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Article
December 1985

Iris Ischemia Following Surgery on Two Rectus Muscles

Author Affiliations

Ann Arbor, Mich

Arch Ophthalmol. 1985;103(12):1783-1787. doi:10.1001/archopht.1985.01050120013005
Abstract

To the Editor.  —Anterior segment ischemia has been considered a rare complication following strabismus surgery and generally does not occur unless three or four rectus muscles are removed from the globe.1 Surgery involving two rectus muscles was reported to have caused anterior segment ischemia in a patient with chronic lymphocytic leukemia.2 Fells and Marsh3 noted mild signs of ischemia and ocular circulatory abnormalities in an unspecified number of patients following surgery on two rectus muscles.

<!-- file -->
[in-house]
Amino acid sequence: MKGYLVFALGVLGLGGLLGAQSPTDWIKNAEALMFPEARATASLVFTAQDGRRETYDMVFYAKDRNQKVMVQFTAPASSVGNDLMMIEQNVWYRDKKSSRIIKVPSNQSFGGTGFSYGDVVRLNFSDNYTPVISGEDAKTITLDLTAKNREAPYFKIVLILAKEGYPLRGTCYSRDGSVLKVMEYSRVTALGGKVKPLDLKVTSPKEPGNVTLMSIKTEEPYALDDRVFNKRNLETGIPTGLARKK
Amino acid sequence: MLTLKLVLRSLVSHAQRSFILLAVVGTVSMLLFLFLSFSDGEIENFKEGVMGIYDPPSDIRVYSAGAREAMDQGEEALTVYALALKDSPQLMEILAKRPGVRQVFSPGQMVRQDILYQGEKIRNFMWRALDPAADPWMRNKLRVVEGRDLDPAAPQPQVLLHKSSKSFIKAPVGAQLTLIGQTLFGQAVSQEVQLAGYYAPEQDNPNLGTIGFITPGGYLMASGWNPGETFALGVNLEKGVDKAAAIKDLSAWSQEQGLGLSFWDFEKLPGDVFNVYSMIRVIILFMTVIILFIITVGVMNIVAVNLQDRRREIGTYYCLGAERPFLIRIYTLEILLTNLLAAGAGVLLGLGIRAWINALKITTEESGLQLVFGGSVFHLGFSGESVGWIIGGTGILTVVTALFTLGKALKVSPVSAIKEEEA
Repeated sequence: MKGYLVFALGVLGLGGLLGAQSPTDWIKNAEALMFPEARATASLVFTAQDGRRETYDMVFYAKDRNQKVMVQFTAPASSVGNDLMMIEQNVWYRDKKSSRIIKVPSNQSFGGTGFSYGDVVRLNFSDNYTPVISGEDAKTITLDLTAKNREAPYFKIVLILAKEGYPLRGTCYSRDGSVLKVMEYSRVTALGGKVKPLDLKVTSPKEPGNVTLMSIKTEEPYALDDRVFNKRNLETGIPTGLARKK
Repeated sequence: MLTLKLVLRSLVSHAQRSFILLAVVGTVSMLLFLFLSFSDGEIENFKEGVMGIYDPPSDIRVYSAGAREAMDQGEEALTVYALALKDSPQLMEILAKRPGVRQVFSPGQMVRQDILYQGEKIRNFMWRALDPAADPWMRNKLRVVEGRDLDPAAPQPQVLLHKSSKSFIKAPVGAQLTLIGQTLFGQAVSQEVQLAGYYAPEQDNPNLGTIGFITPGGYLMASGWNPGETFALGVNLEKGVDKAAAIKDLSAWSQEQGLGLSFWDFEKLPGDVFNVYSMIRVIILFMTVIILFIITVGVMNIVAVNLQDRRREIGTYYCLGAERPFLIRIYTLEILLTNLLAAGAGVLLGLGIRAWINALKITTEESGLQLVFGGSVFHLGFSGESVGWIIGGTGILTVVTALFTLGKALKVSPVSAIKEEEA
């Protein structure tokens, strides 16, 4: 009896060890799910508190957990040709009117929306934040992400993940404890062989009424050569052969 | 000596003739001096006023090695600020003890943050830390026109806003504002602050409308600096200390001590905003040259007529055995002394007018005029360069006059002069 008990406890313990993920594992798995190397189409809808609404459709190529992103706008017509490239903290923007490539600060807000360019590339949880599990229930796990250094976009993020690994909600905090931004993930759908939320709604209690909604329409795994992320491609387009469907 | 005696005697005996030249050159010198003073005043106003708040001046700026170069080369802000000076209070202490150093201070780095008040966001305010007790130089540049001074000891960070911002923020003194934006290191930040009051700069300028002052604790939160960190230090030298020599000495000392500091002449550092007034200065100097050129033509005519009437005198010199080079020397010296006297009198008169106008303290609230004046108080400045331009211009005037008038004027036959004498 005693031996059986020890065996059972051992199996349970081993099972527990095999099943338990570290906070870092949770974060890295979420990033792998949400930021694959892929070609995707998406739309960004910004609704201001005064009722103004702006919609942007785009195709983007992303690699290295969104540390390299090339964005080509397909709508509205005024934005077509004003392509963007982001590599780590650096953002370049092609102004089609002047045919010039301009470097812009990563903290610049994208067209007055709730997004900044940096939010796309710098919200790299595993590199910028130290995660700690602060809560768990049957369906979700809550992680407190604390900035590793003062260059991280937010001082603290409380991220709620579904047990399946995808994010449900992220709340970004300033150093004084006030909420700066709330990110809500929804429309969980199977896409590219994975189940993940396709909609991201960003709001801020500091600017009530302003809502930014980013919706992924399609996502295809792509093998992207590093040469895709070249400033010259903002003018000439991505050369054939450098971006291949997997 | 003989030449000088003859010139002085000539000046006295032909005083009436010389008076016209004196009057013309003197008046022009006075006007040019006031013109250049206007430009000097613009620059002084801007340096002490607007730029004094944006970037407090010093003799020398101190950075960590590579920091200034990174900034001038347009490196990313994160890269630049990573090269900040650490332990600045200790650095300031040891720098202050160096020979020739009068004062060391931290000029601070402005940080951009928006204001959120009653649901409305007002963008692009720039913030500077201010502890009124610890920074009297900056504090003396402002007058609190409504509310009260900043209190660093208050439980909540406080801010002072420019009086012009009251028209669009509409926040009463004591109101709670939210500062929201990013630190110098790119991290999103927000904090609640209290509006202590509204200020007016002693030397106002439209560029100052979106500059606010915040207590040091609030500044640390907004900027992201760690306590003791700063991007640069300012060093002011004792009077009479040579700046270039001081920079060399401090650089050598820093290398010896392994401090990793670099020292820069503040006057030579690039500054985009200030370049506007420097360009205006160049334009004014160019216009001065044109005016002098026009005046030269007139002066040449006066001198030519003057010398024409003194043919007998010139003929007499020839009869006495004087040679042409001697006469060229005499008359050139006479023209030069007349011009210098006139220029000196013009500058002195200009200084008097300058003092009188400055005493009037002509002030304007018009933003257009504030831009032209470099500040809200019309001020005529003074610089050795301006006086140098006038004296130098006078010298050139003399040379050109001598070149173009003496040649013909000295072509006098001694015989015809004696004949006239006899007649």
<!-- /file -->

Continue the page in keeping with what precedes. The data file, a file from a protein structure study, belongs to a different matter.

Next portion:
Report of a Case.  —A 42-year-old woman, with a history of a previously treated hyperfunctioning adenoma of the thyroid gland, was found to have left upper eyelid retraction and bilateral restriction of supraduction and abduction with 25 diopters of esotropia and 7 D of hypertropia OS in the primary position. Exophthalmometric readings were 19 mm bilaterally. Results of the remainder of her examination were normal. A computed tomographic scan demonstrated bilateral enlargement

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